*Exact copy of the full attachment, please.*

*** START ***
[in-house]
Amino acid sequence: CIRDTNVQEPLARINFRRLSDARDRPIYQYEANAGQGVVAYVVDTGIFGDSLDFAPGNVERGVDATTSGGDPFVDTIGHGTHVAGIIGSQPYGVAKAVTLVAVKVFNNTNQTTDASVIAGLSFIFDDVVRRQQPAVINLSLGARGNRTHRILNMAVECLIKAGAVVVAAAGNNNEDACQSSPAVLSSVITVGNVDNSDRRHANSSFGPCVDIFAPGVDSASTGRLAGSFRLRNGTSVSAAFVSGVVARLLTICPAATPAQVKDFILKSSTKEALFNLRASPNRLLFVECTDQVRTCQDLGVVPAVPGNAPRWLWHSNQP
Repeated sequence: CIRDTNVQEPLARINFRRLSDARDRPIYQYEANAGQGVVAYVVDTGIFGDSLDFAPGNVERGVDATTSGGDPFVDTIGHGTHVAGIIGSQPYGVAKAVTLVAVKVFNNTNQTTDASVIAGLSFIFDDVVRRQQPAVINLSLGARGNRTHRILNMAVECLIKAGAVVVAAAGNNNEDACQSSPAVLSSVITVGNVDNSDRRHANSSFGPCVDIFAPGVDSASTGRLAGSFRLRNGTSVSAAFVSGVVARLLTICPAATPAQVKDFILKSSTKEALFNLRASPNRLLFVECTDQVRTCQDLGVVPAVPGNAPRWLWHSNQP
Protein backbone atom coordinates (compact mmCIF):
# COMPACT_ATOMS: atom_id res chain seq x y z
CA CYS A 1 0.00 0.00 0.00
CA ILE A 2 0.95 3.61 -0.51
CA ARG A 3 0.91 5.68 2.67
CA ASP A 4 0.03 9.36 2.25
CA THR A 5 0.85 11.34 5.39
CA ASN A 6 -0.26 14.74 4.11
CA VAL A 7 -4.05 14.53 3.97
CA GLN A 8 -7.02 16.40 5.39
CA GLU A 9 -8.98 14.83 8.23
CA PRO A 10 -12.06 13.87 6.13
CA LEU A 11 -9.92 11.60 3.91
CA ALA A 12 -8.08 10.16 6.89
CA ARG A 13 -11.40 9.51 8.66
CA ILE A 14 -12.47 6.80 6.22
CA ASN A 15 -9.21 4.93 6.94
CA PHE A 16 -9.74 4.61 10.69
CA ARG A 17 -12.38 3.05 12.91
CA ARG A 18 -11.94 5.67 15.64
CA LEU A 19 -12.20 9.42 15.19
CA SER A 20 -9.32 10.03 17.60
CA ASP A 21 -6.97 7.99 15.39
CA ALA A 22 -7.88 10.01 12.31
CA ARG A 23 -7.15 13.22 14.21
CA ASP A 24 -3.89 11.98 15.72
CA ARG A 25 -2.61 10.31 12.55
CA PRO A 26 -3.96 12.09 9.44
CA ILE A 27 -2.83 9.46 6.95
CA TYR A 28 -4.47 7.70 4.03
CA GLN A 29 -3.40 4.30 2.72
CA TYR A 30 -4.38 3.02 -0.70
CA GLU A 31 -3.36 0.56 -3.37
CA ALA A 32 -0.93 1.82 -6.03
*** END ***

[in-house]
Amino acid sequence: CIRDTNVQEPLARINFRRLSDARDRPIYQYEANAGQGVVAYVVDTGIFGDSLDFAPGNVERGVDATTSGGDPFVDTIGHGTHVAGIIGSQPYGVAKAVTLVAVKVFNNTNQTTDASVIAGLSFIFDDVVRRQQPAVINLSLGARGNRTHRILNMAVECLIKAGAVVVAAAGNNNEDACQSSPAVLSSVITVGNVDNSDRRHANSSFGPCVDIFAPGVDSASTGRLAGSFRLRNGTSVSAAFVSGVVARLLTICPAATPAQVKDFILKSSTKEALFNLRASPNRLLFVECTDQVRTCQDLGVVPAVPGNAPRWLWHSNQP
Repeated sequence: CIRDTNVQEPLARINFRRLSDARDRPIYQYEANAGQGVVAYVVDTGIFGDSLDFAPGNVERGVDATTSGGDPFVDTIGHGTHVAGIIGSQPYGVAKAVTLVAVKVFNNTNQTTDASVIAGLSFIFDDVVRRQQPAVINLSLGARGNRTHRILNMAVECLIKAGAVVVAAAGNNNEDACQSSPAVLSSVITVGNVDNSDRRHANSSFGPCVDIFAPGVDSASTGRLAGSFRLRNGTSVSAAFVSGVVARLLTICPAATPAQVKDFILKSSTKEALFNLRASPNRLLFVECTDQVRTCQDLGVVPAVPGNAPRWLWHSNQP
Protein backbone atom coordinates (compact mmCIF):
# COMPACT_ATOMS: atom_id res chain seq x y z
CA CYS A 1 0.00 0.00 0.00
CA ILE A 2 0.95 3.61 -0.51
CA ARG A 3 0.91 5.68 2.67
CA ASP A 4 0.03 9.36 2.25
CA THR A 5 0.85 11.34 5.39
CA ASN A 6 -0.26 14.74 4.11
CA VAL A 7 -4.05 14.53 3.97
CA GLN A 8 -7.02 16.40 5.39
CA GLU A 9 -8.98 14.83 8.23
CA PRO A 10 -12.06 13.87 6.13
CA LEU A 11 -9.92 11.60 3.91
CA ALA A 12 -8.08 10.16 6.89
CA ARG A 13 -11.40 9.51 8.66
CA ILE A 14 -12.47 6.80 6.22
CA ASN A 15 -9.21 4.93 6.94
CA PHE A 16 -9.74 4.61 10.69
CA ARG A 17 -12.38 3.05 12.91
CA ARG A 18 -11.94 5.67 15.64
CA LEU A 19 -12.20 9.42 15.19
CA SER A 20 -9.32 10.03 17.60
CA ASP A 21 -6.97 7.99 15.39
CA ALA A 22 -7.88 10.01 12.31
CA ARG A 23 -7.15 13.22 14.21
CA ASP A 24 -3.89 11.98 15.72
CA ARG A 25 -2.61 10.31 12.55
CA PRO A 26 -3.96 12.09 9.44
CA ILE A 27 -2.83 9.46 6.95
CA TYR A 28 -4.47 7.70 4.03
CA GLN A 29 -3.40 4.30 2.72
CA TYR A 30 -4.38 3.02 -0.70
CA GLU A 31 -3.36 0.56 -3.37
CA ALA A 32 -0.93 1.82 -6.03